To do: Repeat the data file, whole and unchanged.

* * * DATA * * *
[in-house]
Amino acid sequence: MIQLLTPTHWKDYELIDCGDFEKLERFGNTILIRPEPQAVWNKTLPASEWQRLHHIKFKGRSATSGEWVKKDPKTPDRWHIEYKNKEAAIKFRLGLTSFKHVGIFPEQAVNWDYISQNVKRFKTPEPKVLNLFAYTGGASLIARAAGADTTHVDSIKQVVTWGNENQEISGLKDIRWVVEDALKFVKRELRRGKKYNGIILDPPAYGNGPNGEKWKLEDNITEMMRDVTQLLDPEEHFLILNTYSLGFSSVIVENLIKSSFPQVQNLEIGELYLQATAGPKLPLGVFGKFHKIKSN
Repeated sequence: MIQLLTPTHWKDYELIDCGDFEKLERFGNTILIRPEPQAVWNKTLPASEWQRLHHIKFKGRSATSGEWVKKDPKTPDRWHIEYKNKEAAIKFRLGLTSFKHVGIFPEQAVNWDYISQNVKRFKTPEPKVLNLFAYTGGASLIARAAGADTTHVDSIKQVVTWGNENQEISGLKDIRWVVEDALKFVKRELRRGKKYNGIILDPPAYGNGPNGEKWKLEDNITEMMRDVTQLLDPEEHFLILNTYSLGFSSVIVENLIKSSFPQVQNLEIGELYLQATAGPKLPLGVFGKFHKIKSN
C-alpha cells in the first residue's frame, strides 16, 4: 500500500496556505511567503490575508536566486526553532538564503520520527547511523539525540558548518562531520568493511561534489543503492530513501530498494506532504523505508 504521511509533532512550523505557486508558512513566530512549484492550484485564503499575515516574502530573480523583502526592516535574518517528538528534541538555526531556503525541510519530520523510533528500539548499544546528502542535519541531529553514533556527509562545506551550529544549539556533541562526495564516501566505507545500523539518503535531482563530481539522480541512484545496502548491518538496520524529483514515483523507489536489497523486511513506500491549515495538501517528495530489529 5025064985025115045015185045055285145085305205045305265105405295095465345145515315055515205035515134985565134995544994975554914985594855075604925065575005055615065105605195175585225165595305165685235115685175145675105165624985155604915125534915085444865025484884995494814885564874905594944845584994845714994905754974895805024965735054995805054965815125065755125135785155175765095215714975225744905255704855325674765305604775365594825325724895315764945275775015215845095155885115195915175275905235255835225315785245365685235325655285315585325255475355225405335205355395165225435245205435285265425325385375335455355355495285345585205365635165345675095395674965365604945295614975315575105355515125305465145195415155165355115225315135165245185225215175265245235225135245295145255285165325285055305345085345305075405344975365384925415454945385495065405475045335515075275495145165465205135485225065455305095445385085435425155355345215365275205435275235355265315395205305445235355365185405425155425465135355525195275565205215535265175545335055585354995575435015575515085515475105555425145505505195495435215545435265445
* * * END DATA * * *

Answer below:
[in-house]
Amino acid sequence: MIQLLTPTHWKDYELIDCGDFEKLERFGNTILIRPEPQAVWNKTLPASEWQRLHHIKFKGRSATSGEWVKKDPKTPDRWHIEYKNKEAAIKFRLGLTSFKHVGIFPEQAVNWDYISQNVKRFKTPEPKVLNLFAYTGGASLIARAAGADTTHVDSIKQVVTWGNENQEISGLKDIRWVVEDALKFVKRELRRGKKYNGIILDPPAYGNGPNGEKWKLEDNITEMMRDVTQLLDPEEHFLILNTYSLGFSSVIVENLIKSSFPQVQNLEIGELYLQATAGPKLPLGVFGKFHKIKSN
Repeated sequence: MIQLLTPTHWKDYELIDCGDFEKLERFGNTILIRPEPQAVWNKTLPASEWQRLHHIKFKGRSATSGEWVKKDPKTPDRWHIEYKNKEAAIKFRLGLTSFKHVGIFPEQAVNWDYISQNVKRFKTPEPKVLNLFAYTGGASLIARAAGADTTHVDSIKQVVTWGNENQEISGLKDIRWVVEDALKFVKRELRRGKKYNGIILDPPAYGNGPNGEKWKLEDNITEMMRDVTQLLDPEEHFLILNTYSLGFSSVIVENLIKSSFPQVQNLEIGELYLQATAGPKLPLGVFGKFHKIKSN
C-alpha cells in the first residue's frame, strides 16, 4: 500500500496556505511567503490575508536566486526553532538564503520520527547511523539525540558548518562531520568493511561534489543503492530513501530498494506532504523505508 504521511509533532512550523505557486508558512513566530512549484492550484485564503499575515516574502530573480523583502526592516535574518517528538528534541538555526531556503525541510519530520523510533528500539548499544546528502542535519541531529553514533556527509562545506551550529544549539556533541562526495564516501566505507545500523539518503535531482563530481539522480541512484545496502548491518538496520524529483514515483523507489536489497523486511513506500491549515495538501517528495530489529 5025064985025115045015185045055285145085305205045305265105405295095465345145515315055515205035515134985565134995544994975554914985594855075604925065575005055615065105605195175585225165595305165685235115685175145675105165624985155604915125534915085444865025484884995494814885564874905594944845584994845714994905754974895805024965735054995805054965815125065755125135785155175765095215714975225744905255704855325674765305604775365594825325724895315764945275775015215845095155885115195915175275905235255835225315785245365685235325655285315585325255475355225405335205355395165225435245205435285265425325385375335455355355495285345585205365635165345675095395674965365604945295614975315575105355515125305465145195415155165355115225315135165245185225215175265245235225135245295145255285165325285055305345085345305075405344975365384925415454945385495065405475045335515075275495145165465205135485225065455305095445385085435425155355345215365275205435275235355265315395205305445235355365185405425155425465135355525195275565205215535265175545335055585354995575435015575515085515475105555425145505505195495435215545435265445